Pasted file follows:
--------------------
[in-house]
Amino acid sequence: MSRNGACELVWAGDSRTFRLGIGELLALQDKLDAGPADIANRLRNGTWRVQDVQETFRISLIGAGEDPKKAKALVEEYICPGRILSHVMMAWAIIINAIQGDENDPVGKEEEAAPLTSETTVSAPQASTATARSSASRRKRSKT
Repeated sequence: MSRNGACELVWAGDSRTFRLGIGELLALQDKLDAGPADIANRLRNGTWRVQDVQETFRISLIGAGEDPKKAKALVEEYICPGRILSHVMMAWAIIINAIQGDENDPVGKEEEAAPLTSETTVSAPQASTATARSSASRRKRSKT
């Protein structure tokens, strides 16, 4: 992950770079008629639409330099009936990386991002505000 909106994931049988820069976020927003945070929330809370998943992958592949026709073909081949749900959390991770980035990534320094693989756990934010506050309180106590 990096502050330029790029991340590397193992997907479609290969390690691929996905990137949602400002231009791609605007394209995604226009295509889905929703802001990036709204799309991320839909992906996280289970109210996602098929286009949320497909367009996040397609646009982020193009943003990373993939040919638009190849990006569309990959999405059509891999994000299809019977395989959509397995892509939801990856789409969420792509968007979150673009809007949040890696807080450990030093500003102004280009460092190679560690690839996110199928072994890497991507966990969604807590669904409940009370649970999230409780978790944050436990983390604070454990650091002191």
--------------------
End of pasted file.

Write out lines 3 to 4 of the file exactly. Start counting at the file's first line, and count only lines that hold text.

Repeated sequence: MSRNGACELVWAGDSRTFRLGIGELLALQDKLDAGPADIANRLRNGTWRVQDVQETFRISLIGAGEDPKKAKALVEEYICPGRILSHVMMAWAIIINAIQGDENDPVGKEEEAAPLTSETTVSAPQASTATARSSASRRKRSKT
């Protein structure tokens, strides 16, 4: 992950770079008629639409330099009936990386991002505000 909106994931049988820069976020927003945070929330809370998943992958592949026709073909081949749900959390991770980035990534320094693989756990934010506050309180106590 990096502050330029790029991340590397193992997907479609290969390690691929996905990137949602400002231009791609605007394209995604226009295509889905929703802001990036709204799309991320839909992906996280289970109210996602098929286009949320497909367009996040397609646009982020193009943003990373993939040919638009190849990006569309990959999405059509891999994000299809019977395989959509397995892509939801990856789409969420792509968007979150673009809007949040890696807080450990030093500003102004280009460092190679560690690839996110199928072994890497991507966990969604807590669904409940009370649970999230409780978790944050436990983390604070454990650091002191």